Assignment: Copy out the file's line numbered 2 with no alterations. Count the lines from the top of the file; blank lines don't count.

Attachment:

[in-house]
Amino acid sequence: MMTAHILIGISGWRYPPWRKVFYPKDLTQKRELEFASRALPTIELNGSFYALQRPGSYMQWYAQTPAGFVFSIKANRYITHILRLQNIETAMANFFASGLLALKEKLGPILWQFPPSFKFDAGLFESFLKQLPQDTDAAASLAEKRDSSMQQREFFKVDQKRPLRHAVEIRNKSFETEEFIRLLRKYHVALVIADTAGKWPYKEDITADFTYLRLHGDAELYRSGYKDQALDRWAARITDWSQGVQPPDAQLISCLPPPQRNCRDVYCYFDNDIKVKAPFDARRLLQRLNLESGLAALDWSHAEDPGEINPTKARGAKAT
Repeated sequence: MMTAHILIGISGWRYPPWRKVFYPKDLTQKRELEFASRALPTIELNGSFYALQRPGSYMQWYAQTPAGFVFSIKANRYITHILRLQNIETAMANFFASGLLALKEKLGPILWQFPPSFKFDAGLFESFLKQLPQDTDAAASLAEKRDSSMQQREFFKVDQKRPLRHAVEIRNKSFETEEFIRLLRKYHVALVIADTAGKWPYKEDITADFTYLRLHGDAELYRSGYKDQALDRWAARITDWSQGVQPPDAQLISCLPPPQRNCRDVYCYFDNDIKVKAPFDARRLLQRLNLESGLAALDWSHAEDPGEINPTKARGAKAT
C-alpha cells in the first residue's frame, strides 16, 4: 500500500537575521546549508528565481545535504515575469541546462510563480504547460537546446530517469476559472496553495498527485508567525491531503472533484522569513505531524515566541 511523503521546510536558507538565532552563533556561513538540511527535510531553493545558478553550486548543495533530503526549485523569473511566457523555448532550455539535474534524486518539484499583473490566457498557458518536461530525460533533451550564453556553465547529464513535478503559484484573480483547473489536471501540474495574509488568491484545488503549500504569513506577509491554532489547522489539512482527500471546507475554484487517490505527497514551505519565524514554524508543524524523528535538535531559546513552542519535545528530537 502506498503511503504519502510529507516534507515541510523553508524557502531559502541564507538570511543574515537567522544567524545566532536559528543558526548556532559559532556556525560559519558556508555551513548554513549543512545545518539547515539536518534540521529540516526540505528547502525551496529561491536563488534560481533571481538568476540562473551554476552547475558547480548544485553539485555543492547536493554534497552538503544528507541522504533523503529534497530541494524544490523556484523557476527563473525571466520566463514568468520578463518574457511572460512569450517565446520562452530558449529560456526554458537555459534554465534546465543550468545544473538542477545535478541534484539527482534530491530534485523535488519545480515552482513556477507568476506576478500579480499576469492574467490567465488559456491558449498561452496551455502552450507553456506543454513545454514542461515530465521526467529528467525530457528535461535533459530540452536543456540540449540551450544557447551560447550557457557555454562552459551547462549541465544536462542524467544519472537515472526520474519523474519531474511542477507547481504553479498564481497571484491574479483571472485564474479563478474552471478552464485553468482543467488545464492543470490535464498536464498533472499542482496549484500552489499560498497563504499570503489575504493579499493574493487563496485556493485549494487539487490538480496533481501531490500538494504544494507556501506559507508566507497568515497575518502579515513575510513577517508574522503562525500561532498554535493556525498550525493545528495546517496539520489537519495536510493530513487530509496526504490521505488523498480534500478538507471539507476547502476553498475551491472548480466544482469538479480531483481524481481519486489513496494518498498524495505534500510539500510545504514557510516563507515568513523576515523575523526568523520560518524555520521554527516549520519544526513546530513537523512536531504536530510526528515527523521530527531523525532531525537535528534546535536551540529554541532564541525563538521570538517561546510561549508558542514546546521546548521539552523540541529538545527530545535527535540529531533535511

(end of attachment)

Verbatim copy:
Amino acid sequence: MMTAHILIGISGWRYPPWRKVFYPKDLTQKRELEFASRALPTIELNGSFYALQRPGSYMQWYAQTPAGFVFSIKANRYITHILRLQNIETAMANFFASGLLALKEKLGPILWQFPPSFKFDAGLFESFLKQLPQDTDAAASLAEKRDSSMQQREFFKVDQKRPLRHAVEIRNKSFETEEFIRLLRKYHVALVIADTAGKWPYKEDITADFTYLRLHGDAELYRSGYKDQALDRWAARITDWSQGVQPPDAQLISCLPPPQRNCRDVYCYFDNDIKVKAPFDARRLLQRLNLESGLAALDWSHAEDPGEINPTKARGAKAT